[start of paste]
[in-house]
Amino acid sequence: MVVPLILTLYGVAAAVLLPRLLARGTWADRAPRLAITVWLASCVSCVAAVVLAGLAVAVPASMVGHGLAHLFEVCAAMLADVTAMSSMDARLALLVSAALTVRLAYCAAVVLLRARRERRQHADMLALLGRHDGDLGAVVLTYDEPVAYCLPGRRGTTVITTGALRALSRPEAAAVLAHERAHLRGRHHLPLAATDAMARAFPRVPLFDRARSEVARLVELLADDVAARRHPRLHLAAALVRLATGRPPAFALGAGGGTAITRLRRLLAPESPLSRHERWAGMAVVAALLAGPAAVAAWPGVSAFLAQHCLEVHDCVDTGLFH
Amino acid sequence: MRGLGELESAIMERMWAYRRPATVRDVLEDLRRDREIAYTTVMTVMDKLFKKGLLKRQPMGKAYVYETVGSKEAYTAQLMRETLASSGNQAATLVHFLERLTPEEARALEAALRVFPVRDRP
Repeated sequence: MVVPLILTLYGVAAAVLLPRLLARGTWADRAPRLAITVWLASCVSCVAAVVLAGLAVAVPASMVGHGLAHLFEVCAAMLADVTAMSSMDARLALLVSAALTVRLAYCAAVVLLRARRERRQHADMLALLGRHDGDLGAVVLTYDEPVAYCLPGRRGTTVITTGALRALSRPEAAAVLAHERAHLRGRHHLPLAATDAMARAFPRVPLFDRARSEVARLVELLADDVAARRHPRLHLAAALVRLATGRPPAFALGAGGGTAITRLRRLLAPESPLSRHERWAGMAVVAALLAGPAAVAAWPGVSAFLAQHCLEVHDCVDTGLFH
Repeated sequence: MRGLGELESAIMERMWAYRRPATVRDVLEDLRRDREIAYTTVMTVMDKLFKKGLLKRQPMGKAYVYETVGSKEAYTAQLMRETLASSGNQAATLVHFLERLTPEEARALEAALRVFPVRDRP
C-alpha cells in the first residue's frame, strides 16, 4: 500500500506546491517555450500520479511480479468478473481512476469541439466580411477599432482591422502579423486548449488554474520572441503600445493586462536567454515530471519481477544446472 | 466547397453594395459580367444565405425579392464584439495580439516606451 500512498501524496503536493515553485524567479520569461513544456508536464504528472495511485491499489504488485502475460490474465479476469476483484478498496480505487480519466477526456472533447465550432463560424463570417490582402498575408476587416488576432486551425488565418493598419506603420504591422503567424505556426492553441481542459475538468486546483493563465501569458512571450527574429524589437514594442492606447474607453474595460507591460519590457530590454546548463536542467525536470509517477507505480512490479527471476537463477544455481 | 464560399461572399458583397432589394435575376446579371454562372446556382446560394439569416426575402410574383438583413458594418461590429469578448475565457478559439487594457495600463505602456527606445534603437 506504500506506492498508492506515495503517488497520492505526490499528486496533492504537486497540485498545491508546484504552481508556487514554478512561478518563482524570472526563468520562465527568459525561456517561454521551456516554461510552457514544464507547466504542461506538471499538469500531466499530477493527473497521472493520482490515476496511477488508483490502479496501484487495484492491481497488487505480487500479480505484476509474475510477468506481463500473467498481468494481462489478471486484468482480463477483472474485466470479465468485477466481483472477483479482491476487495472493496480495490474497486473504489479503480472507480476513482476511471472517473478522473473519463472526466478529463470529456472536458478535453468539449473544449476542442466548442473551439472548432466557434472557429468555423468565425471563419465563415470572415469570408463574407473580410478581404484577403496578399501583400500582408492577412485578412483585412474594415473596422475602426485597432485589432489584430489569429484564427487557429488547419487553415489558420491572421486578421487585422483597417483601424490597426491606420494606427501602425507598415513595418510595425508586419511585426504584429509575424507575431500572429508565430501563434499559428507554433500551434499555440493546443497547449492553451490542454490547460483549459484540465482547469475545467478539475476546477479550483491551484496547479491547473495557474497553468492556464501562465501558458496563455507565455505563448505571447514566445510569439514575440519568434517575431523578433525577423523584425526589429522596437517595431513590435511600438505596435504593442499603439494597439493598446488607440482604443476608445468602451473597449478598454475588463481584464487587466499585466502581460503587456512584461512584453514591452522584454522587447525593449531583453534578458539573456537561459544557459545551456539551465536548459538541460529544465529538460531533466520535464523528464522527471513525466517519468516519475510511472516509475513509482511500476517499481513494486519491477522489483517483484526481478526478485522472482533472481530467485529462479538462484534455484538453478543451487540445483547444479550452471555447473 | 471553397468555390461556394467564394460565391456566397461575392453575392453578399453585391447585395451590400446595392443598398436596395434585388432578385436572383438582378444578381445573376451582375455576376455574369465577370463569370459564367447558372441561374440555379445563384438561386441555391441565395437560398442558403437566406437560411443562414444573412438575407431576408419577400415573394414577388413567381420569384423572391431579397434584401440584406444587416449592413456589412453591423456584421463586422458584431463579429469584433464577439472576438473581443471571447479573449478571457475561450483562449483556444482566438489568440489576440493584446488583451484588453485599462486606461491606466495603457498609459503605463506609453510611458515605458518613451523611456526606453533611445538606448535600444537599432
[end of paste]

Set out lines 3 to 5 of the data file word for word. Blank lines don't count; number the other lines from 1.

Amino acid sequence: MRGLGELESAIMERMWAYRRPATVRDVLEDLRRDREIAYTTVMTVMDKLFKKGLLKRQPMGKAYVYETVGSKEAYTAQLMRETLASSGNQAATLVHFLERLTPEEARALEAALRVFPVRDRP
Repeated sequence: MVVPLILTLYGVAAAVLLPRLLARGTWADRAPRLAITVWLASCVSCVAAVVLAGLAVAVPASMVGHGLAHLFEVCAAMLADVTAMSSMDARLALLVSAALTVRLAYCAAVVLLRARRERRQHADMLALLGRHDGDLGAVVLTYDEPVAYCLPGRRGTTVITTGALRALSRPEAAAVLAHERAHLRGRHHLPLAATDAMARAFPRVPLFDRARSEVARLVELLADDVAARRHPRLHLAAALVRLATGRPPAFALGAGGGTAITRLRRLLAPESPLSRHERWAGMAVVAALLAGPAAVAAWPGVSAFLAQHCLEVHDCVDTGLFH
Repeated sequence: MRGLGELESAIMERMWAYRRPATVRDVLEDLRRDREIAYTTVMTVMDKLFKKGLLKRQPMGKAYVYETVGSKEAYTAQLMRETLASSGNQAATLVHFLERLTPEEARALEAALRVFPVRDRP